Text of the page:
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Are Australian Shepherds Good Family Dogs?

Nicole Cosgrove Profile Picture

By Nicole Cosgrove

Mother and daughter relaxing with australian shepherd

If you and your family are on a puppy search, having a compatible dog is essential. If your family is growing or you have a multi-pet household, you want a dog that will fit in like a puzzle piece. If you’re looking for “family-friendly” breeds, the Australian Shepherd is sure to show up.

These dogs are incredibly interactive and devoted to their families. They can mix well with kids and other pets, but there are a few things to consider before you buy one. Let’s take a look at all the details so you can decide if an Australian Shepherd is a good candidate for your next pet.

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Why Are Australian Shepherds Good Family Dogs?

Australian Shepherds make excellent family dogs because they are very loyal, trainable, and loving.

australian shepherd
Image Credit: Ksenia Raykova, Shutterstock

Kid-Friendly Energy Levels

They are very high energy, always ready for playtime. Because of their boundless vitality, your kids will have fun wearing them out—or vice versa. They will never resist a game of tug of war or playing tag.

Love for Outings

These dogs will be pumped for any adventure, whether it’s a family vacation or a trip to the store. They tend to integrate well with your existing pets and with dog park visits. Once your dog is mannerly on the leash, you can take them pretty much anywhere dogs are allowed.


Early socialization is critical to creating a well-rounded, adaptable pooch. But Australian Shepherds seem to have a naturally charismatic attitude that fits in well with people of all ages and other animals. Their eagerness to please helps with training, too—even if they struggle at first.

Excellent Workout Buddy

If you’re a person who loves going on runs, walks, or sporting events, this breed will be able to keep up with no issue. They will gladly run off some steam with you and keep you in your best shape.

Awesome Herding Potential

If you live on a few acres and own livestock—these dogs are bred for herding excellence. Since it’s so naturally developed in their genetics, they will soak up direction in training. If you could use an extra hand (or paw) on the farm, these dogs are experts in their field.

australian shepherd herding dog
Image Credit: Alexandra Morrison Photo, Shutterstock

What Are Some Potential Deal-Breakers?

Now, just because they’re classically a family dog doesn’t mean they will fit in anywhere they go. These dogs require care specific to their breed. Their personalities, tendencies, and physical attributes might not work for you.

So, what are some potential problem areas?


Australian Shepherds are pulsating with energy all the time. If your household is more low-key, it might not match the overall atmosphere. They will need lots of space to run, frequent walks, and activities to occupy their time.

If you don’t have as much time to spend catering to their needs, they might develop unwanted behaviors like excessive chewing, destruction of belongings, and even nervousness.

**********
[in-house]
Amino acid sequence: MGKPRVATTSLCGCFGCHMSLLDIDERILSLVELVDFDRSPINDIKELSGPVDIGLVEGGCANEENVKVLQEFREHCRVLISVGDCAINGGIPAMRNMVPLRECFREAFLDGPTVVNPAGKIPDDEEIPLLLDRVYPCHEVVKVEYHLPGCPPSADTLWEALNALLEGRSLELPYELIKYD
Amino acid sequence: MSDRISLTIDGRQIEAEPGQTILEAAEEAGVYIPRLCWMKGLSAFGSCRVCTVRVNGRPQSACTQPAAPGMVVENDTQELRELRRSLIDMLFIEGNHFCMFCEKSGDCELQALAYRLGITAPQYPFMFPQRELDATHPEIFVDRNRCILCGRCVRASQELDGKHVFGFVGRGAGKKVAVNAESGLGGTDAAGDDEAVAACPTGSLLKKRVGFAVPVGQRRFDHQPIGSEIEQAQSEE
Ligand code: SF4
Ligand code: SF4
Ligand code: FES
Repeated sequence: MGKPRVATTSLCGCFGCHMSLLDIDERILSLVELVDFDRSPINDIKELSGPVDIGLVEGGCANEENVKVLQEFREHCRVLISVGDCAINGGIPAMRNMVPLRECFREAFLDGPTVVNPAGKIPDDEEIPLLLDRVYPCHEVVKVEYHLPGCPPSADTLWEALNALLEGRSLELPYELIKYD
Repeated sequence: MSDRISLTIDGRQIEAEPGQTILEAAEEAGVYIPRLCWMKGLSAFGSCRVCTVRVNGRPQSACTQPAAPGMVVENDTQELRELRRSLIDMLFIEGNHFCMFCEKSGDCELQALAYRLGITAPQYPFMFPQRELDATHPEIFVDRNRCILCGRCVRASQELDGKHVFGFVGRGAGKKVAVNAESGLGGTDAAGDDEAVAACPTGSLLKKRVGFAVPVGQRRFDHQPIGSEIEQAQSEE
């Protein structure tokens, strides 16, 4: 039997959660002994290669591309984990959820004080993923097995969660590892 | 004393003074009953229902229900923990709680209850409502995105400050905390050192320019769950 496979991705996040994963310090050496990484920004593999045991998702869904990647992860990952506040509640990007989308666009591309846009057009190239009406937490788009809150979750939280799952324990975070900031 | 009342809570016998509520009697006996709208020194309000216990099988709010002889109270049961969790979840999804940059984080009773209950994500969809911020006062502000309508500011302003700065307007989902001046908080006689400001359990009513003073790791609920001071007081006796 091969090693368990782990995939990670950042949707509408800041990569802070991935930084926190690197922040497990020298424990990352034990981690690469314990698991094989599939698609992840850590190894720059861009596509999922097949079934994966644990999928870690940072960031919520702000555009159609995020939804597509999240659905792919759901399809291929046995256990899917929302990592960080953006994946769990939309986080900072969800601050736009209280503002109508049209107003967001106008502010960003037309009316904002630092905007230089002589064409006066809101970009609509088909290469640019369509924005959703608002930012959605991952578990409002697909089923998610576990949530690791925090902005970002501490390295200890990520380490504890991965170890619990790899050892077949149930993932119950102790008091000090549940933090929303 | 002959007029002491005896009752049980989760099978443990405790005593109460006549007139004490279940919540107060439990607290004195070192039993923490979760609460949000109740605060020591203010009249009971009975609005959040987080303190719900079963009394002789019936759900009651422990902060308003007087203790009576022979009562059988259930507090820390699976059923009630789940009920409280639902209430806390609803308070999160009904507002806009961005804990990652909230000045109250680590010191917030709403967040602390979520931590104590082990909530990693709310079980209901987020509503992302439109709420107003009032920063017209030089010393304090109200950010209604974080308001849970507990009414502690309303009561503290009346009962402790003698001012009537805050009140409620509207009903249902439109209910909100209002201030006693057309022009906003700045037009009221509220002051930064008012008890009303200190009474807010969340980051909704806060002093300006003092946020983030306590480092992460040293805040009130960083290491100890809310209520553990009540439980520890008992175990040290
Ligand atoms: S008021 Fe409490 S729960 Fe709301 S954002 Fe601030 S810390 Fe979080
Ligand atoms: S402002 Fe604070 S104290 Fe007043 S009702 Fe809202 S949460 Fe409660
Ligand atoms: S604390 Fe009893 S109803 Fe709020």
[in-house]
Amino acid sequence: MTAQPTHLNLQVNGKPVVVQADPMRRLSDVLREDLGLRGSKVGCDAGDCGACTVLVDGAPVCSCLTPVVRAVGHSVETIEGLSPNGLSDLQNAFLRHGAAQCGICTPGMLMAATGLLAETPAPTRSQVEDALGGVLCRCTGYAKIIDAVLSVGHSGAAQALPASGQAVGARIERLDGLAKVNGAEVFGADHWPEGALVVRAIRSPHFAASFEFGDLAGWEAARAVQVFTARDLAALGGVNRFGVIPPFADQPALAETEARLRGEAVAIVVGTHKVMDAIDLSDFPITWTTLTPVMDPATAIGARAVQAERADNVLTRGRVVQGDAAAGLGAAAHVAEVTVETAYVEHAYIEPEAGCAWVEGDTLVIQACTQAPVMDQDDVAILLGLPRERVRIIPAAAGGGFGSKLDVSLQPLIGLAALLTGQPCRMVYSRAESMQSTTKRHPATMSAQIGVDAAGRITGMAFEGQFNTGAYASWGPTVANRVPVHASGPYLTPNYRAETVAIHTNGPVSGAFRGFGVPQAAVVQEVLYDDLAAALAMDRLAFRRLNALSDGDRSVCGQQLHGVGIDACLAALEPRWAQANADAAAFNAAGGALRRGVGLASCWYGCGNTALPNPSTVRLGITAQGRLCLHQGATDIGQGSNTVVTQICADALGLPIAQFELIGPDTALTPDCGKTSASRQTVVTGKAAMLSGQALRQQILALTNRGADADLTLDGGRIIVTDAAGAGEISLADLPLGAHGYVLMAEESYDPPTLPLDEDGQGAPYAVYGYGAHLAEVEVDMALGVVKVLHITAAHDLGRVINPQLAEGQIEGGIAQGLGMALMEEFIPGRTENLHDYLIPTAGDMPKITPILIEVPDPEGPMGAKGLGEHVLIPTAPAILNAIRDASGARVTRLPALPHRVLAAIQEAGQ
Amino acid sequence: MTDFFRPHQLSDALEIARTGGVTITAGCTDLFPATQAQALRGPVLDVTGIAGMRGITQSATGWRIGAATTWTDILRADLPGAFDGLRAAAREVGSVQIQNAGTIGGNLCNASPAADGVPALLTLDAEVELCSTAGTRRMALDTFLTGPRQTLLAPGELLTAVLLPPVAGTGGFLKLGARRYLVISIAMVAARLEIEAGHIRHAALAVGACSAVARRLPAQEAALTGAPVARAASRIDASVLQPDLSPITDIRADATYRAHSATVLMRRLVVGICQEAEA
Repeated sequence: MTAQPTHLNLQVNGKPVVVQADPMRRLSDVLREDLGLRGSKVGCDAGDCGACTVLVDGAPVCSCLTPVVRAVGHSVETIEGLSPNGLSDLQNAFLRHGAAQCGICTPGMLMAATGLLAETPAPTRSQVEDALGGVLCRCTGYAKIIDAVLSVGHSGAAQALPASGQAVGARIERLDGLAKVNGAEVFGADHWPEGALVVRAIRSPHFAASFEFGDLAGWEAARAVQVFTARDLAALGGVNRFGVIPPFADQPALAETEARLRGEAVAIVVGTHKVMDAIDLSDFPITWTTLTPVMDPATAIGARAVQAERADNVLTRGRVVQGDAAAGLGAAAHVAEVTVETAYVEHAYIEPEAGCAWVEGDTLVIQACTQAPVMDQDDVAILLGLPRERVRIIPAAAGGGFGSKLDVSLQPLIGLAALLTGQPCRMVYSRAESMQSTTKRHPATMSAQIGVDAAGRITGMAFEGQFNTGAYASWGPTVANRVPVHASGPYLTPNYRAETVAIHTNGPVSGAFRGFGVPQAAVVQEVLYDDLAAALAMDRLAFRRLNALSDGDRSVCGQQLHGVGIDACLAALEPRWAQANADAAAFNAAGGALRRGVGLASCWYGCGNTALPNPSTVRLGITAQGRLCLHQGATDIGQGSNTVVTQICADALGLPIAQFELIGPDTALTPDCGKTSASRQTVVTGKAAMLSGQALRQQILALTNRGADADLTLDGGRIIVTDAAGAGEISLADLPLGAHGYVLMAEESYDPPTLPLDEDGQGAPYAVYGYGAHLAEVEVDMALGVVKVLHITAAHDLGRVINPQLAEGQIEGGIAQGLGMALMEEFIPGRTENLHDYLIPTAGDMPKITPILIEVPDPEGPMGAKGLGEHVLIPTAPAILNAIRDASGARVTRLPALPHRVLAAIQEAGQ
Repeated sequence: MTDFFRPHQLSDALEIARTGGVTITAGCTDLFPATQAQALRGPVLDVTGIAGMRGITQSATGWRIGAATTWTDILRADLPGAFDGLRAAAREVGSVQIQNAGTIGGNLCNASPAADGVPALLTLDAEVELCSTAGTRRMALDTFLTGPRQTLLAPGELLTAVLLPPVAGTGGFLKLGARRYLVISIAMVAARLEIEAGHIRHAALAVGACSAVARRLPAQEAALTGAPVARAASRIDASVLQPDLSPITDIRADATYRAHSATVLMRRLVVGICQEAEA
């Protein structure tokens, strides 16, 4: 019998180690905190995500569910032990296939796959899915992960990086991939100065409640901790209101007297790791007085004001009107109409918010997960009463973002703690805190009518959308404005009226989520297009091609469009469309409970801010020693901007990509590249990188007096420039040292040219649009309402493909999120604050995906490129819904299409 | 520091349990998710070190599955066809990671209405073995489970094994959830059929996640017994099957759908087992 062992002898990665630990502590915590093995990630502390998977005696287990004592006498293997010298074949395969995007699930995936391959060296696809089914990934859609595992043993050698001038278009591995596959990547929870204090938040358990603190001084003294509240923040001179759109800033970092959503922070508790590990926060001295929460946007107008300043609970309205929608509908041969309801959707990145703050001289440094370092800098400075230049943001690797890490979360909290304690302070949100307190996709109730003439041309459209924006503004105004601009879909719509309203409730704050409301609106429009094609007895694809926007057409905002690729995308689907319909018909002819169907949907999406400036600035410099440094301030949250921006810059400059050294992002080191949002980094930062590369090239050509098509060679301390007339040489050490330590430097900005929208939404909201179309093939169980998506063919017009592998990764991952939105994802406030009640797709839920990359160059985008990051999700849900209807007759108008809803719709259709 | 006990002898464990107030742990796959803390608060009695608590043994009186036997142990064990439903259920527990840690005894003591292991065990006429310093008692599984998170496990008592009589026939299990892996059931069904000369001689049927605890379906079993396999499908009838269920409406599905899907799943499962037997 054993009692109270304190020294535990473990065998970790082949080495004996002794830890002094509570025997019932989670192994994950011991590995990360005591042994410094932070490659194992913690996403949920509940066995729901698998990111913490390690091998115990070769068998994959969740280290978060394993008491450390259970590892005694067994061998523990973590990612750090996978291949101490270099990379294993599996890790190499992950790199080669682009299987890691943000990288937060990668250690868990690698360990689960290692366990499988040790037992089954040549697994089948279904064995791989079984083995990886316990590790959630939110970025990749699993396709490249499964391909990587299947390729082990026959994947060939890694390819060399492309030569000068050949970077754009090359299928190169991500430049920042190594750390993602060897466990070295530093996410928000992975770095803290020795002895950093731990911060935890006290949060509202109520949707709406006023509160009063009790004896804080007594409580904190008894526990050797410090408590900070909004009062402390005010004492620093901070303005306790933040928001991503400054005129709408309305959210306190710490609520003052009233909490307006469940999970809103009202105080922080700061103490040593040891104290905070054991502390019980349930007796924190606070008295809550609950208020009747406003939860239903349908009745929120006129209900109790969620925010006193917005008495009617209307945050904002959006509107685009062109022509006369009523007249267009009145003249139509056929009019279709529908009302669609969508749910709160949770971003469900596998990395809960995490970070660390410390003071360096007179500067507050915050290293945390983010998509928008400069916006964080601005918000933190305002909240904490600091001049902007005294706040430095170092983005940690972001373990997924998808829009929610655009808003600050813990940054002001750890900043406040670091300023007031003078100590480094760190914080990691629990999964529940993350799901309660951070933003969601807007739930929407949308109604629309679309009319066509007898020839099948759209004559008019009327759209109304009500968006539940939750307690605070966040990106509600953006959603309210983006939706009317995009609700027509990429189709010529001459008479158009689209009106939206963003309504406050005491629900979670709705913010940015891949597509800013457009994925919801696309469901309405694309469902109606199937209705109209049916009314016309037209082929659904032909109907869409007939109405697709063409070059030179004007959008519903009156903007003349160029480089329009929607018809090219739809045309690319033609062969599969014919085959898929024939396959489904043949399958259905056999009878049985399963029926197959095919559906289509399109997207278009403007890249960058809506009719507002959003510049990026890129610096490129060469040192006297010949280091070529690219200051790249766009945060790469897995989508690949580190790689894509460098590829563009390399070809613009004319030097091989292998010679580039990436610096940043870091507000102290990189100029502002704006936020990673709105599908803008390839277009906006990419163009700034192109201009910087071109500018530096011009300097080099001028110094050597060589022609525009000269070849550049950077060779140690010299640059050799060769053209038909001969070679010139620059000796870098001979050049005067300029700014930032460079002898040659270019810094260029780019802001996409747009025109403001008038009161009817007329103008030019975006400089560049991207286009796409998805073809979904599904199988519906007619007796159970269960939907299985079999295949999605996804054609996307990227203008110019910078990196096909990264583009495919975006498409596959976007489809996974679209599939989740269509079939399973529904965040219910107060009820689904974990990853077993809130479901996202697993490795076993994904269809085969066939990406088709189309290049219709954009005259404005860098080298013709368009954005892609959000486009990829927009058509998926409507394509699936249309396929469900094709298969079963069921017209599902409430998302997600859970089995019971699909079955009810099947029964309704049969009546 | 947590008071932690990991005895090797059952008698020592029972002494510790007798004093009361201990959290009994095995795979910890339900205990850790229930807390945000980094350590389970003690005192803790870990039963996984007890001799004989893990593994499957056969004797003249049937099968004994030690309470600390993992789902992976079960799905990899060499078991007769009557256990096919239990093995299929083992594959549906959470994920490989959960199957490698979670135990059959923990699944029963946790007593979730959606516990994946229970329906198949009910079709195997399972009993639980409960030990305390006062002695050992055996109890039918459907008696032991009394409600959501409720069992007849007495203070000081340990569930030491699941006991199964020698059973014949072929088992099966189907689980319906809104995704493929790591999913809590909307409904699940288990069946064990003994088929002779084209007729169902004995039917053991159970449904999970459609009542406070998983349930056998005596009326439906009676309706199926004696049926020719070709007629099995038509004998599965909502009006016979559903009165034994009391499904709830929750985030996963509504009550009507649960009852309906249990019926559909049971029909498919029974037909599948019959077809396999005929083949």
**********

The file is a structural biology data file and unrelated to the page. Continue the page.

This breed has incredible intelligence, which can also pose problems. They can be stubborn, resistant, and hard to work with if they don’t feel up to it. If you’re a person who lacks patience, this might not be the right breed for your home.

australian shepherd lying in the forest
Image Credit: torstensimon, Pixabay


If you have an apartment or condo, these dogs might not match the specific weight requirements for your home. Many rentals have maximum weight limits and other specifications. Even though this breed is only medium-sized, it might still be too big when fully grown.


On the same note of apartment or condo living, space is a big deal, too. These dogs require lots of time and space to run until their hearts are content. If you don’t have a fenced-in yard, ample living space, or time to walk them, they can become unhappy.

Prey Drive

Australian Shepherds are herding dogs and might naturally chase after smaller animals. They are incredibly visually sensitive, chasing after things like cats, squirrels, and even cars. Even though Aussies aren’t an aggressive breed, they might hurt another animal or get hurt themselves in the process.

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Buying vs. Adopting an Australian Shepherd

When you’re ready to bring your special new pal home, there are a few avenues you can take to find one.

Australian Shepherd
Image Credit: Jametlene Reskp, Unsplash


Many reputable breeders produce quality pups ready for their forever homes with appropriate vet care. You have to ensure breeders are legitimate, having the dog’s best interest at heart. If you buy from a breeder, you can expect to pay roughly $600 to $1,000.

  • You get to pick your special Aussie from puppyhood
  • You can take your time shopping and preparing
  • Your Aussie can acclimate with your family at an early age
  • Purebred dogs are typically very expensive
  • Not all breeders are legitimate

Shelter or Rescue

If an owner cannot care for their Aussie, they might surrender the dog to a rescue or shelter. Adoption costs are significantly less than buying from a breeder, but there are some downfalls, too. If you adopt, you’ll likely spend between $150 and $350.

  • You can give an Aussie a second chance
  • All vetting and exams are complete
  • The dog will already come spayed or neutered
  • You might not get a puppy
  • The dog might have encountered abuse, neglect, or unique health issues

Previous Owner

Sometimes, owners look for another family to rehome their dog. This situation could develop for a few reasons, but most of the time, it has to do with personal lifestyle changes or basic incompatibility.

  • You can get firsthand history on the dog